Friday, May 6, 2016

How Long Must a Participle Dangle until

For the past several years, the first section you pull out of the Sunday edition of The New York Times is the magazine section, home of the crossword puzzle, a gesture speaking to your fondness for the puzzle and also speaking to the growing sense of lost interest in the editorial section. 

In previous times, the puzzle came second, after you'd taken on a conversation-type argument with the NYT editorial board over matters of national, global, and local issues.

For years preceding and paralleling the crossword puzzle years, you were drawn to the hardboiled mystery novels of such writers as Ross MacDonald (Ken Millar) whom you knew, Dashiell Hammett, whom you wish you'd known, and Raymond Chandler, whom you you spent a great deal of time trying to capture in your own mystery novels.

Since the age of seventeen or eighteen, when you were grappling with the awareness that plotting as such was as filled with mystery for you as algebra and geometry were, the frustration of enjoying, loving the mystery novel and not being able to plot one out to your satisfaction, hung over you, an oppressive, weighty cloud.

You'd studied with a gifted mystery writer, Dorothy B. Hughes, met and talked to her dear friend, Vera Caspary, of Laura fame, become at their nudging, active in the Mystery Writers of America, envying the mystery writer, any mystery writer, for their ability to string out related series of events. At one point, after you'd begun teaching, a number of your students were publishing mysteries, which you'd read, recognize as having the proper alignment of strategic scenes, then wonder what it would take for you to get beyond the impasse.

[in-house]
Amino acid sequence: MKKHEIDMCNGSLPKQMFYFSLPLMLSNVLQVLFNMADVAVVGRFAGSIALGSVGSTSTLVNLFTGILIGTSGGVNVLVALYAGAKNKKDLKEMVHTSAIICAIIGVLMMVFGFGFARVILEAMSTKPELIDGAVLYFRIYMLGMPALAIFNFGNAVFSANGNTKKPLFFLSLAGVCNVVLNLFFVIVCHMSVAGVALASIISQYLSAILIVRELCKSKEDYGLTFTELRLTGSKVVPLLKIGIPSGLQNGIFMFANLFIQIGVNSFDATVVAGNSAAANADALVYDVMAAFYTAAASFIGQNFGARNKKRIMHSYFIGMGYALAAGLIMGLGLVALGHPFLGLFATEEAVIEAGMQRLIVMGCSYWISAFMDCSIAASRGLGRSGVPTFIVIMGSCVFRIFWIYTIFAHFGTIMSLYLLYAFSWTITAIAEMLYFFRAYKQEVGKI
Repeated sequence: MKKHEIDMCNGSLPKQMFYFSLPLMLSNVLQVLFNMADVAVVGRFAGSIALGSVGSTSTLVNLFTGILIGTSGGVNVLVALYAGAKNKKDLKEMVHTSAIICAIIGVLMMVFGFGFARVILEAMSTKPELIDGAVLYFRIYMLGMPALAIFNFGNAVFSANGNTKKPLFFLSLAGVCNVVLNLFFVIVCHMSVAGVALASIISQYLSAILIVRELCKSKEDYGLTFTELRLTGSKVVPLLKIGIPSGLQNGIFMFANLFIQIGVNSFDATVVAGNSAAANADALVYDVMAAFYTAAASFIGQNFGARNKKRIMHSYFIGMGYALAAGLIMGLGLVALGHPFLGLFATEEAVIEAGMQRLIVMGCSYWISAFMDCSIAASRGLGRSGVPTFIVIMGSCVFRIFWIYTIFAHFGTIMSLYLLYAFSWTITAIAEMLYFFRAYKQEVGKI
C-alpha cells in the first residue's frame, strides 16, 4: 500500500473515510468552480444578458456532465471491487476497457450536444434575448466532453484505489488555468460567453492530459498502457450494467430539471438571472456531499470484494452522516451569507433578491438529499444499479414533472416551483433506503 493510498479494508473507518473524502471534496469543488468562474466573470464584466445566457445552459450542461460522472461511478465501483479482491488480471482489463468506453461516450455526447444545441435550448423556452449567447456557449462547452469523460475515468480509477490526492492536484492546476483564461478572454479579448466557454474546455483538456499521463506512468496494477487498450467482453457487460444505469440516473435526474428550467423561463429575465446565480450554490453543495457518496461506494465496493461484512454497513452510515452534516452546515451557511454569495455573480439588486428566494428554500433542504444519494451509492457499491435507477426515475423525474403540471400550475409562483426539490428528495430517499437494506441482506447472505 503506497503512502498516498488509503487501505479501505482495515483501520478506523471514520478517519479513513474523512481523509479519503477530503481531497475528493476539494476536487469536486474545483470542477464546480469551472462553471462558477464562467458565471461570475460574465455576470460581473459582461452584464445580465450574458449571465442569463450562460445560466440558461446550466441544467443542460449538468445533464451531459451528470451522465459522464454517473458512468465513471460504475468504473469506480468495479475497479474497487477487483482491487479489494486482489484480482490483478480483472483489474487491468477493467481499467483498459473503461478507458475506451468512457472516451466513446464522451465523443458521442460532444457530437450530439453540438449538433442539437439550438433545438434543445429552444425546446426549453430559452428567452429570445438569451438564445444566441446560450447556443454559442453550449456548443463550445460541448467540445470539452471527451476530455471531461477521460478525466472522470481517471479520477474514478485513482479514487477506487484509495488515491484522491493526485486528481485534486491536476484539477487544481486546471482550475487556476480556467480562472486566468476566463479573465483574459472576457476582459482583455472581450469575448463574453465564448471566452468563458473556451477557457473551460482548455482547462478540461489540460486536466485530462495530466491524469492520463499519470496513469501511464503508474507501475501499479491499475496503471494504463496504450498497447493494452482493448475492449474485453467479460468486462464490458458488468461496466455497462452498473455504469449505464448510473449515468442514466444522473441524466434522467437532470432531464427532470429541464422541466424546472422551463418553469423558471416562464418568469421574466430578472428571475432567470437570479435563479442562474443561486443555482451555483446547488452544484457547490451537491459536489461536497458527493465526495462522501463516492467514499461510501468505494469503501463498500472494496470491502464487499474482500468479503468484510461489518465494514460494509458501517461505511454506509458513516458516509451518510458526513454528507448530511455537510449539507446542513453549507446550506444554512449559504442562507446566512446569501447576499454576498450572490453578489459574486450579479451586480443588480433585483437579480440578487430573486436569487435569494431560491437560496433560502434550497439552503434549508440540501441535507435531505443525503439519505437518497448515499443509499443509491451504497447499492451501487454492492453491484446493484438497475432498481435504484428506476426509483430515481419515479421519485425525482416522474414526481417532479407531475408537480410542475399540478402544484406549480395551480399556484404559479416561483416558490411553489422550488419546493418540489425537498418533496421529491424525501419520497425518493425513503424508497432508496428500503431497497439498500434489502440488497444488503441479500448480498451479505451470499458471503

In fiction, the protagonist writer would work toward his goal of wishing to make his living as, indeed your friend, Day Keene, made his, writing a mystery novel a month. In fiction, the protagonist writer would work his way up to turning in two hardcover mysteries a year to a respectable enough hardcover house, then get a job moonlighting as a story editor for a TV Western anthology.  

In life, the closest you came was watching your students get contract after contract, while you became an editor of the sorts of writer you hoped to start as, then grow as Ross Macdonald grew, to the point where a writer such as Eudora Welty would say in print that the mystery novel was a literary force.

Here you were, a shelf filled with half-finished mysteries, unfinished because you'd written yourself into a place you wished to be, confident with the belief that you'd be able to work your way out, in keeping with your belief that this was the goal you were after.  But zip, nada, niente. All the while the crossword puzzles in both the Los Angeles and New York Sunday Times, until.

Until cannot be allowed to dangle like a misplaced participle. Until must be reconciled with some form of resolution.

Mystery novels were--still are--puzzles to be solved. Mystery novels were--still are--narratives where the puzzles needed some kind of solution, but the inner workings within the characters matter more than the solution to the puzzle.  In fact, the solution to the puzzle is maybe only the equivalent of the conclusion of act two; the solution oi the parallel elements to the puzzles the major story, stepping out of the shadow of the puzzle.

You are back at the pursuit that brings you the most happiness, half-articulated mysteries peeking out at you from stacks of handwritten sheets, the sight of them whispering to you, Hey, pssst, over here, friend.  Look over here.  In fiction, answers would have come to you long ago enough to have allowed you to develop necessary skills.

In life, you try not to overthink, to get your pages done, which is what you must do if the process is to make any sense to you.


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